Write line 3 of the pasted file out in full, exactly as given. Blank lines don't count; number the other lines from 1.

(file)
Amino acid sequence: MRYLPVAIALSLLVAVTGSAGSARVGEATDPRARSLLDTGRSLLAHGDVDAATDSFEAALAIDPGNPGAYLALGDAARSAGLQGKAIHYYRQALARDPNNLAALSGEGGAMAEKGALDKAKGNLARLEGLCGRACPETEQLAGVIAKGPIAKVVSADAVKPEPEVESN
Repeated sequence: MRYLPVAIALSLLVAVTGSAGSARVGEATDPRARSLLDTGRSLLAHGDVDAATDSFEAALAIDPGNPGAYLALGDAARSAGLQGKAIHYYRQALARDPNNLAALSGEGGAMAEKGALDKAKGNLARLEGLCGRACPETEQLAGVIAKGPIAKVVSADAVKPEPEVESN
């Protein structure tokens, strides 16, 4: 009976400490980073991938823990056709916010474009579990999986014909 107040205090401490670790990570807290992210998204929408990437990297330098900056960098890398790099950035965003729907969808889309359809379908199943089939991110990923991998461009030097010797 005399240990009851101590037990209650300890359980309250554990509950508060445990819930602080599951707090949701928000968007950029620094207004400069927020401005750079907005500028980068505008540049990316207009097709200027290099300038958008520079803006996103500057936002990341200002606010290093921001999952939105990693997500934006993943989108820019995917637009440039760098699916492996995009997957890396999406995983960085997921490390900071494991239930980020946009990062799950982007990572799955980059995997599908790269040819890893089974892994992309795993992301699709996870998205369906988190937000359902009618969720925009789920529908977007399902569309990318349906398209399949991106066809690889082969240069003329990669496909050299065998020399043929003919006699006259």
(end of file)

């Protein structure tokens, strides 16, 4: 009976400490980073991938823990056709916010474009579990999986014909 107040205090401490670790990570807290992210998204929408990437990297330098900056960098890398790099950035965003729907969808889309359809379908199943089939991110990923991998461009030097010797 005399240990009851101590037990209650300890359980309250554990509950508060445990819930602080599951707090949701928000968007950029620094207004400069927020401005750079907005500028980068505008540049990316207009097709200027290099300038958008520079803006996103500057936002990341200002606010290093921001999952939105990693997500934006993943989108820019995917637009440039760098699916492996995009997957890396999406995983960085997921490390900071494991239930980020946009990062799950982007990572799955980059995997599908790269040819890893089974892994992309795993992301699709996870998205369906988190937000359902009618969720925009789920529908977007399902569309990318349906398209399949991106066809690889082969240069003329990669496909050299065998020399043929003919006699006259």